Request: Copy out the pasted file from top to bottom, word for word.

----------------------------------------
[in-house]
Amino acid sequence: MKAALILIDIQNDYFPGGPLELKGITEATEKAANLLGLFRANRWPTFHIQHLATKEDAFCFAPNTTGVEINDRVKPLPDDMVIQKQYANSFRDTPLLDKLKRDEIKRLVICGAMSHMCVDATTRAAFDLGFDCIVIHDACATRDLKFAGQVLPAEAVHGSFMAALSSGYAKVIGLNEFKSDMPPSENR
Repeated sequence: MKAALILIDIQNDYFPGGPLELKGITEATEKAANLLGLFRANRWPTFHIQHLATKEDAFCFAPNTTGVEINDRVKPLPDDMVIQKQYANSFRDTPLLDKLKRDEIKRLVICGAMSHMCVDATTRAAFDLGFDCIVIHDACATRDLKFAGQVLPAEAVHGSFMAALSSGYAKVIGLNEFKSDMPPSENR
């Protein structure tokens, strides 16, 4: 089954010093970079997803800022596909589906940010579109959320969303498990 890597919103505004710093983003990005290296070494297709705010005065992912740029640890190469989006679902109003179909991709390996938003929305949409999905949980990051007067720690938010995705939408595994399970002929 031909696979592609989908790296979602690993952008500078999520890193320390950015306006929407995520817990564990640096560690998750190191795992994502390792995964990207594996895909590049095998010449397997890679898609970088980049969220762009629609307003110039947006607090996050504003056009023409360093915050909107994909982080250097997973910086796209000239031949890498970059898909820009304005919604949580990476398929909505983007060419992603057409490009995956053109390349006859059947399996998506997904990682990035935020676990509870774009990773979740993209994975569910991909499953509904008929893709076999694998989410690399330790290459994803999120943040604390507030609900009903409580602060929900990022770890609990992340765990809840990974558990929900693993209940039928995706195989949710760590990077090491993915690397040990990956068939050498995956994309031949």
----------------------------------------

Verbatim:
[in-house]
Amino acid sequence: MKAALILIDIQNDYFPGGPLELKGITEATEKAANLLGLFRANRWPTFHIQHLATKEDAFCFAPNTTGVEINDRVKPLPDDMVIQKQYANSFRDTPLLDKLKRDEIKRLVICGAMSHMCVDATTRAAFDLGFDCIVIHDACATRDLKFAGQVLPAEAVHGSFMAALSSGYAKVIGLNEFKSDMPPSENR
Repeated sequence: MKAALILIDIQNDYFPGGPLELKGITEATEKAANLLGLFRANRWPTFHIQHLATKEDAFCFAPNTTGVEINDRVKPLPDDMVIQKQYANSFRDTPLLDKLKRDEIKRLVICGAMSHMCVDATTRAAFDLGFDCIVIHDACATRDLKFAGQVLPAEAVHGSFMAALSSGYAKVIGLNEFKSDMPPSENR
């Protein structure tokens, strides 16, 4: 089954010093970079997803800022596909589906940010579109959320969303498990 890597919103505004710093983003990005290296070494297709705010005065992912740029640890190469989006679902109003179909991709390996938003929305949409999905949980990051007067720690938010995705939408595994399970002929 031909696979592609989908790296979602690993952008500078999520890193320390950015306006929407995520817990564990640096560690998750190191795992994502390792995964990207594996895909590049095998010449397997890679898609970088980049969220762009629609307003110039947006607090996050504003056009023409360093915050909107994909982080250097997973910086796209000239031949890498970059898909820009304005919604949580990476398929909505983007060419992603057409490009995956053109390349006859059947399996998506997904990682990035935020676990509870774009990773979740993209994975569910991909499953509904008929893709076999694998989410690399330790290459994803999120943040604390507030609900009903409580602060929900990022770890609990992340765990809840990974558990929900693993209940039928995706195989949710760590990077090491993915690397040990990956068939050498995956994309031949």